The Canon EF 50mm f/1.4 USM ($399.99 direct) isn’t as sexy as the EF 50mm f/1.2L USM that many pros swear by due to its light-gathering capability and rendering that creates an amazingly shallow depth of field, but at a quarter of the price of its faster sibling it’s a relative bargain. The lens is sharp throughout its aperture range, and like all of Canon’s autofocus lenses, has an internal focus motor for fast, quiet operation. It isn’t quite as sharp as our Editors’ Choice for standard-angle lenses, the Nikon AF-S Nikkor 50mm f/1.4G, but the differences between the two lenses aren’t significant enough to make Canon shooters jump ship and invest in a Nikon camera system.
The lens is compact at 2 by 2.9 inches (HD) and fairly light at 10.2 ounces. Like the similar Nikon 50mm f/1.4, it uses 58mm filters and can focus as close as 1.5 feet. The fast aperture will let you create an impressively shallow depth of field, especially at the closest focus, but don’t expect to fill the frame with small objects as you can with a dedicated macro lens. A hood is not included, which is a shame as using one will help to improve contrast and reduce flaring—Canon’s recommended hood, the ES-71 II, adds $35 to the price of the lens. There’s no vibration reduction—the fast aperture should let you keep the shutter speed high. Canon does offer it in other prime lenses, even its wide-angle EF 24mm f/1.4L II USM, which calls its omission here into question.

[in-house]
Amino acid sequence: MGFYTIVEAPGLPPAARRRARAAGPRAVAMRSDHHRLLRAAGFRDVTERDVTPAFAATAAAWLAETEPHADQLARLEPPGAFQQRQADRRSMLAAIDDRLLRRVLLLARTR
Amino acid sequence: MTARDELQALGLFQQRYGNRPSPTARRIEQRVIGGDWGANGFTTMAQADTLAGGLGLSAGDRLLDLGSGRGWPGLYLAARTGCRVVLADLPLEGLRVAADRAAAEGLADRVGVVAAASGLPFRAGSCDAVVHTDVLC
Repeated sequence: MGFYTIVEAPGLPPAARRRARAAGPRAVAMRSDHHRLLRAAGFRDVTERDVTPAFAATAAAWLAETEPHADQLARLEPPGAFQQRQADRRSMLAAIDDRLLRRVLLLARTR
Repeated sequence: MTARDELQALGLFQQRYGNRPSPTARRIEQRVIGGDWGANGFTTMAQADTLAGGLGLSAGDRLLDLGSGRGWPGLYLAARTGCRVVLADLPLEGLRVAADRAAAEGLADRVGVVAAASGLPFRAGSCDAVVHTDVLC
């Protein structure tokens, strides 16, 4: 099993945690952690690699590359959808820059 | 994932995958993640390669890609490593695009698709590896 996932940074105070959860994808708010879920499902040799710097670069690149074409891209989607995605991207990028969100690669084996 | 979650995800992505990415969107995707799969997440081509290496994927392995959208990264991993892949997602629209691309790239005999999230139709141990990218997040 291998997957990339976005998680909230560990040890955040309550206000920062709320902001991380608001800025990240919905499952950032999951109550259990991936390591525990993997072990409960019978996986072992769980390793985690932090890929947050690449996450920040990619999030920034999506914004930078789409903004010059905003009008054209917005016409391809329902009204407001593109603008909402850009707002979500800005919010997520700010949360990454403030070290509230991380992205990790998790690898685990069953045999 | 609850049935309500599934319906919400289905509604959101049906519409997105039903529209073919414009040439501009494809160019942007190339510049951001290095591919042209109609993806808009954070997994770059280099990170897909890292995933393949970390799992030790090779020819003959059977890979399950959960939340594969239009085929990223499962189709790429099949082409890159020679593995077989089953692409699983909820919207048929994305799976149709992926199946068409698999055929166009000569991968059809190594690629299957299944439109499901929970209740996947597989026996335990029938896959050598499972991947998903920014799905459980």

We used Imatest to check the sharpness of the lens when paired with the full-frame Canon EOS 6D. The lens recorded 1,874 lines per picture height at f/1.4, a tad bit better than the 1,800 lines that mark a sharp photo. Resolution increased to 2,153 lines at f/2, steadily increasing until it peaked at 2,672 lines at f/5.6. There’s about 1.5 percent barrel distortion, which is typical for a 50mm f/1.4 lens—straight lines will curve very slightly outward, but this can be corrected in Lightroom. Canon’s 50mm f/1.2L USM lens shows about the same distortion, and isn’t quite as sharp at f/1.4—it scores 1,744 lines there, but catches up in sharpness by f/4, where it scores 2,600 lines.
Not counting third-party glass, Canon shooters have a trio of 50mm lenses available to choose from—the budget-friendly EF 50mm f/1.8 II ($126), the EF 50mm f/1.4 USM, and the top-end EF 50mm f/1.2L USM ($1,619). Full-frame camera owners who appreciate the classic 50mm field of view will be quite happy with the f/1.4 version of the lens—it balances size, cost, speed, and performance. If you have the budget and really want a unique look that extremely shallow depth of field can provide, the EF 50mm f/1.2L USM may be worth the extra cost—but for most shooters, an f/1.4 lens captures ample light. If you’re an APS-C Canon shooter, you may want to consider the EF 28mm f/1.8 or EF 40mm f/2.8 STM lens as a fast, standard-angle prime—the 50mm focal length is more suited for head-and-shoulder portraiture on cameras like the EOS Rebel T4i.
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